Nothing gained by writing your representatives
One has to wonder what is accomplished by writing to our elected officials.
Sen. Mitch McConnell responded to my letter saying "I give each correspondence the attention it deserves." But, since I have written to him in opposition to the policies he's promoting, my letter apparently does not deserve much attention.
I have written encouraging him to "promote legislation that requires shared sacrifice by all Americans" and he sends me a letter saying the "Administration and their allies (have promoted) massive government takeovers."
There is no reference to the concept of "shared sacrifice," or compromising for the greater good.
I refer to how reducing expenditures for public schools and colleges and other public services destroys the fabric of a democratic society. McConnell ignores any reference to education or other public services and writes "how Americans like you have made their opinions known and ... we now have more Senators who stand against government expansion." (Except when it comes to keeping alive funding for plane engines the Defense Department has recommended be canceled, or for a tax subsidy for the Kentucky horse industry.)
When one writes their representative it would be great to get a little honesty. Why can't McConnell's staff produce a letter they send to people who oppose his policies that explains why he believes they are wrong?
At least an honest letter would say that his sole purpose is to defeat Barack Obama in 2012.
I hear from the TV news that the two Iraqis arrested in Bowling Green on terrorism charges were getting assistance in rental housing and probably everything else they could get.
Why were these two individuals not screened thoroughly as are many American citizens? How could such a mistake get through the system? I'm sure there must have been a red flag somewhere. But they sweep it under the rug and go on.
Someone needs to be looking closer to make sure such a mistake is never made again.
And as for them getting extra help, why not give it to the hungry children in America or to senior citizens who deserve it so much more than these two people did?
This is a scary situation for all of us in the land of the free. It seems as if our government takes better care of the refugees than it does citizens. What's wrong with this picture?
This so-called revolution in air transportation can be easily and simply financed ("New air traffic control system, 'NextGen,' at crossroads," July 5).
As your article stated, 737 million people will fly this year and more than a billion will fly over the next decade. Let's say we average 800 million passengers per year until 2025.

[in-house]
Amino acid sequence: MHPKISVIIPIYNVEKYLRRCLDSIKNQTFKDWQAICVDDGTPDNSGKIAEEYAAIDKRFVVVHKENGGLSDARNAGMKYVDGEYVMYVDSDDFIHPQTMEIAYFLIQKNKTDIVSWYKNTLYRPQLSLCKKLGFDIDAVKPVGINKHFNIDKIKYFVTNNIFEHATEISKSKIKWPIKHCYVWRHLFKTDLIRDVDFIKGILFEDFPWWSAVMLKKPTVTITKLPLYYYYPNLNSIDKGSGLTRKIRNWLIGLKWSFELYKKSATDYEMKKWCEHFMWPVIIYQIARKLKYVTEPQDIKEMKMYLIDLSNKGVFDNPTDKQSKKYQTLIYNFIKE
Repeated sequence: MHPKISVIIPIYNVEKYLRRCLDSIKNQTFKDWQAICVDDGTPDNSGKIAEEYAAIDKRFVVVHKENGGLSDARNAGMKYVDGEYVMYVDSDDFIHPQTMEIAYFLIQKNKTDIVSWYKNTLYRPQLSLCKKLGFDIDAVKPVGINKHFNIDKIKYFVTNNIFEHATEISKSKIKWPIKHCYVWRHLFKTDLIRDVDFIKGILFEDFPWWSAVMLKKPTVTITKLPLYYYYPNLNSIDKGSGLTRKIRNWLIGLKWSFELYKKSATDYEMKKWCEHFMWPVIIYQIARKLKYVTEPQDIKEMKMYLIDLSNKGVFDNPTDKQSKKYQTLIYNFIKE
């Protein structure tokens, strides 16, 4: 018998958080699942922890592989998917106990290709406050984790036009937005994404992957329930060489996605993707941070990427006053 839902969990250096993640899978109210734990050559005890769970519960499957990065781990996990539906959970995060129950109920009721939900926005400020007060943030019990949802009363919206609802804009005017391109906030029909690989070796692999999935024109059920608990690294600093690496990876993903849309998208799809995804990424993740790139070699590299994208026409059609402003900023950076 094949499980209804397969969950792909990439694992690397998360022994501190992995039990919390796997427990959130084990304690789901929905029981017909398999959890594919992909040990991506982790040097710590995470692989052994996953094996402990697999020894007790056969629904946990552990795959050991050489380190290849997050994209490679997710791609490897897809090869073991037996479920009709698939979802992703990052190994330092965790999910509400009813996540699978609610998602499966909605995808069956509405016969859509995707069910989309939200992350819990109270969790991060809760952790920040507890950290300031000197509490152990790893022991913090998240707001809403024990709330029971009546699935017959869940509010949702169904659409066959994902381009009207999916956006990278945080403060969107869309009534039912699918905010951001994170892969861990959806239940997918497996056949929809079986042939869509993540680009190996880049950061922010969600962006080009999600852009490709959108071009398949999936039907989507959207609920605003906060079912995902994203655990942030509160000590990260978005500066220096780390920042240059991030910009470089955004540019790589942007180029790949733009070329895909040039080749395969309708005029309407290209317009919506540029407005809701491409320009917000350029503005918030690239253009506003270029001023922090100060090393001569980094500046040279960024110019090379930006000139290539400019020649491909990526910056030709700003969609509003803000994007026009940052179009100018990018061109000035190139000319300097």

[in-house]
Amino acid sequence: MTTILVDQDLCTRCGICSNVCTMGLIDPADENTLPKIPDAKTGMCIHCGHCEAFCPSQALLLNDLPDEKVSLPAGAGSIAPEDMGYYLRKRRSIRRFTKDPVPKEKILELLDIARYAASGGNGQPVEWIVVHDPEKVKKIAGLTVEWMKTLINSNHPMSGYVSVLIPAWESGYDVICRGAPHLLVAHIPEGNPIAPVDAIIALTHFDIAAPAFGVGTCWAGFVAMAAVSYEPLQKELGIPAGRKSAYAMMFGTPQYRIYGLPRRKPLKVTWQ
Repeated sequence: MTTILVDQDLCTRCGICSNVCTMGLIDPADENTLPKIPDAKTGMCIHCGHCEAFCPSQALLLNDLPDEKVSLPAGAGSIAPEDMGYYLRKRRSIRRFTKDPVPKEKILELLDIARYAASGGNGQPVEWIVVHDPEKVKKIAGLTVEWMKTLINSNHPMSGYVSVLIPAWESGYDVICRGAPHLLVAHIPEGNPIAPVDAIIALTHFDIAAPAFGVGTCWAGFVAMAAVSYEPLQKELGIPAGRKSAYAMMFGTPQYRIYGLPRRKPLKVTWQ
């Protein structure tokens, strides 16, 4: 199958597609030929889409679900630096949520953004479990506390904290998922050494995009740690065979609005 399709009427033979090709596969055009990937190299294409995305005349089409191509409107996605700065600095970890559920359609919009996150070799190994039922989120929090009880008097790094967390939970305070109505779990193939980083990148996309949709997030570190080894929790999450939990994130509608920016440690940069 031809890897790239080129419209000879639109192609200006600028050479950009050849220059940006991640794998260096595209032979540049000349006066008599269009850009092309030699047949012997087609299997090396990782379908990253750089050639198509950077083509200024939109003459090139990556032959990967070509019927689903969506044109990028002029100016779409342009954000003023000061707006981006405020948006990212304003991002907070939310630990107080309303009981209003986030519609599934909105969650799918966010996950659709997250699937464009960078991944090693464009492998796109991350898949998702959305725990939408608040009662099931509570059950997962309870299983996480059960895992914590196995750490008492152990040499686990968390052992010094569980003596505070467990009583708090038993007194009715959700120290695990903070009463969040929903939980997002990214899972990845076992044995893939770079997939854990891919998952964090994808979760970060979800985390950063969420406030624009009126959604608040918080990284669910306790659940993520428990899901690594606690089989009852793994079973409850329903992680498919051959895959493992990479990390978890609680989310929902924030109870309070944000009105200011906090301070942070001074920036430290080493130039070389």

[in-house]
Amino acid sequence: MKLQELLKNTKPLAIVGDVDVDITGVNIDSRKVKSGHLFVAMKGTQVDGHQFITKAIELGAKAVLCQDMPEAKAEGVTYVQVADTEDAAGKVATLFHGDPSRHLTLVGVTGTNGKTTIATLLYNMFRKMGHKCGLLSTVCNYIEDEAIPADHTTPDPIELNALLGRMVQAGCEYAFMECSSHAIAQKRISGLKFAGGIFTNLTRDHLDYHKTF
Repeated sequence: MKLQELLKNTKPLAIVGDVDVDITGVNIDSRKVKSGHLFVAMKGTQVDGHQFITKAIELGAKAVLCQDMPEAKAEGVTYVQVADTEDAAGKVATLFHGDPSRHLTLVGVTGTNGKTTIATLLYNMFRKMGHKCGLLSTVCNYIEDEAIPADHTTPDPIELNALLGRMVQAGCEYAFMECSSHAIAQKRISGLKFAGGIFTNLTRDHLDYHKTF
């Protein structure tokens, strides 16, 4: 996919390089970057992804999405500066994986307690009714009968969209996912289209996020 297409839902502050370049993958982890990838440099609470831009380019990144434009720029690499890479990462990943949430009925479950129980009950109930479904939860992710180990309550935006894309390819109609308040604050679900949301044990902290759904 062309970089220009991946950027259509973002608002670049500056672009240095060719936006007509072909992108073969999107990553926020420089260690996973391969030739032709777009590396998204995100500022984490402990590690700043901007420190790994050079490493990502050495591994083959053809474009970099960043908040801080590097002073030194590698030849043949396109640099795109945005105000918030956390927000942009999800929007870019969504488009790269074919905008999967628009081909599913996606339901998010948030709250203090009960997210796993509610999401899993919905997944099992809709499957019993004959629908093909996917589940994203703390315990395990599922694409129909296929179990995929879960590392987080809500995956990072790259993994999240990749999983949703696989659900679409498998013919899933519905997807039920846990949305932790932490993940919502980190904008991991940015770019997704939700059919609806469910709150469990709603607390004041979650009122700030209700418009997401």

Let's say the passenger — who will be safer and save time — foots the bill.
We can assume Congress does not adopt my program until 2013. Doing the math, then, from Jan. 1, 2013 to the end of 2025 gives us 13 years to collect revenue to finance this much-needed aviation technology standard.
Thirteen years times 800 million passengers per year gives us 10.4 billion.
The article stated it would cost $42 billion to develop and build NextGen through 2025. So, if you divide the 10.4 billion into the $42 billion you come up with about $4.
I say we raise each ticket price $4 to pay for this safer more reliable, fuel-efficient technology.
The result of not acting on this will be job losses to Europe, Japan, India and China. We cannot afford to continually erode our technological advantages based upon ideological dogma.
If the 1 billion to 7 principle applies to NextGen (every $1 billion spent creates 7,000 jobs), This would result in nearly 300,000 additional, high-tech, good-paying jobs. The additional tax revenue and multiplier effect would add revenue to reduce the deficit at the same time not costing the government one cent.
That's the ticket
I've got a great idea to help the city of Lexington balance the budget — increase revenue by enforcing existing traffic laws.
Being a newcomer from Chicago, I'm used to sharing the road with lots of cars. But I've never seen so many drivers fail to use their turn signals, or drive in the dusk or in the rain without their lights on, or make a right turn from the center lane.
I see these traffic offenses every time I'm behind the wheel, even on short trips.
All the city of Lexington has to do is provide our police with big, thick traffic-ticket books and tell our officers to start using them.